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NYPD denies renewal to 47-year gun carry permit holder who could now lose his guns

A concealed carry holster. (Alian Gear Holster/WikiMedia)
March 10, 2021

A Manhattan attorney is suing the New York Police Department for denying his gun carry permit renewal after nearly 50 years of holding a permit. Now he’s at risk of losing his guns, the New York Post reported on Saturday.

Leifer, who has been an attorney for 49 years, said he has never had a problem renewing his gun permit every three years, until July 2020 when the NYPD’s license division denied his application. The attorney said he carries a firearm because of the nature of his business that involves taking client retainers involving “substantial amounts of cash.”

The NYPD alleges that 75-year-old Leifer did not cooperate with the department’s investigation by failing to provide “three months of bank statements and the corresponding deposit slips, and documentation of being in extraordinary personal danger.”

“The activities which justified granting a Business Carry License in the past, do not exist anymore,” the NYPD stated. “You no longer carry or transport cash. You no longer transact business involving expensive watches and artifacts. You no longer collect rent from rental properties. This amounts to a change in circumstance.”

Now, the court will decide if Leifer’s two firearms – a Walther automatic and a .38-caliber Smith and Wesson revolver – will be kept in a locked case at the 10th Precinct stationhouse on West 20th Street.

“It is amazing that while New York City is plagued by unlicensed gun holders, the NYPD is now depriving a law-abiding New York City resident who has maintained a license for 47 years without any problems,” Max Leifer said in his Manhattan Supreme Court filing.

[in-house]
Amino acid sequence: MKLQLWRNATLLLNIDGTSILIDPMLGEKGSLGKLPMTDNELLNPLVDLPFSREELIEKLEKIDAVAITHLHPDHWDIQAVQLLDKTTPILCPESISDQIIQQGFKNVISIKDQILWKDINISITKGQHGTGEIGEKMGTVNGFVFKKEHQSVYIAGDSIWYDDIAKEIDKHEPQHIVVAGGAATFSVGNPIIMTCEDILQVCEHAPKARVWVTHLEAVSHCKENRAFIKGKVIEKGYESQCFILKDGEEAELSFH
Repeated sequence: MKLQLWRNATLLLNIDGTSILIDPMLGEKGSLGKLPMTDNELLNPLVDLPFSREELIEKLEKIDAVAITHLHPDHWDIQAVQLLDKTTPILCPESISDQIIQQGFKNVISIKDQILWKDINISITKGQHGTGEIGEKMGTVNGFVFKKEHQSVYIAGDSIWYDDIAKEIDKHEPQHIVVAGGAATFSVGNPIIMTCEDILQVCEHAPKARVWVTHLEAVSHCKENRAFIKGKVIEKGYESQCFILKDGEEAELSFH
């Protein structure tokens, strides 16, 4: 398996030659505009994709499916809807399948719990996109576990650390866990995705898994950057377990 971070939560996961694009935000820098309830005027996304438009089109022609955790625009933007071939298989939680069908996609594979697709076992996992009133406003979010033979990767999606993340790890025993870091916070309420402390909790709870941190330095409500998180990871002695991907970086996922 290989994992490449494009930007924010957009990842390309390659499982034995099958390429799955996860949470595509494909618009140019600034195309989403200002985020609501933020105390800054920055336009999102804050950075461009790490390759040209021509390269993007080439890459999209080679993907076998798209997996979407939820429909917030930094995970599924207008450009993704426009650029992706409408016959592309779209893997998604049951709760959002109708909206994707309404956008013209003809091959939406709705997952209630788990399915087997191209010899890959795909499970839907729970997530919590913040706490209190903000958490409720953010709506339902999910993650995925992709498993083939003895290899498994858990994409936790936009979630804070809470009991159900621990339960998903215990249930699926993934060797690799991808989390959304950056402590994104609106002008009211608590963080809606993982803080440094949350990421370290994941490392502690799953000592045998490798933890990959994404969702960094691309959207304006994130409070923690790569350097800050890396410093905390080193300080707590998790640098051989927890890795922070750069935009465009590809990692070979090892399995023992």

Gun permit applications in the city are skyrocketing, but Leifer claims the department is intentionally avoiding approval. In December, 8,088 first-time applications had been filed since March, but only 1,087 were approved, the Post reported.  

“They intentionally do not want to give licenses. Contrary to the Second Amendment where a citizen should be able to have a gun in his home or business,” Leifer said. “Meanwhile, all these maniacs are running around with unlicensed guns and shooting everybody in the street. Every day you have a shooting, a killing.”

He told the New York Post the police department was acting the like IRS.

Between March and December in 2019, the NYPD granted 1,778 out of 2,562 applications, a rate of nearly 70 percent compared to just 14 percent over the same period a year later.

“There has undoubtedly been a change in policy over the issuance of carry handgun licenses, since the shakeup from the public corruption scandal,” said Manhattan attorney Fred Abrams, who has dealt with gun permit issues for decades. “The rules that guide the police department in these licenses have remained unchanged. People from all walks of life, who the license division deemed eligible for carry handgun licenses, suddenly are ineligible.”

Filed on February 3, Leifer’s suit seeks to renew his pistol license and unspecified court costs.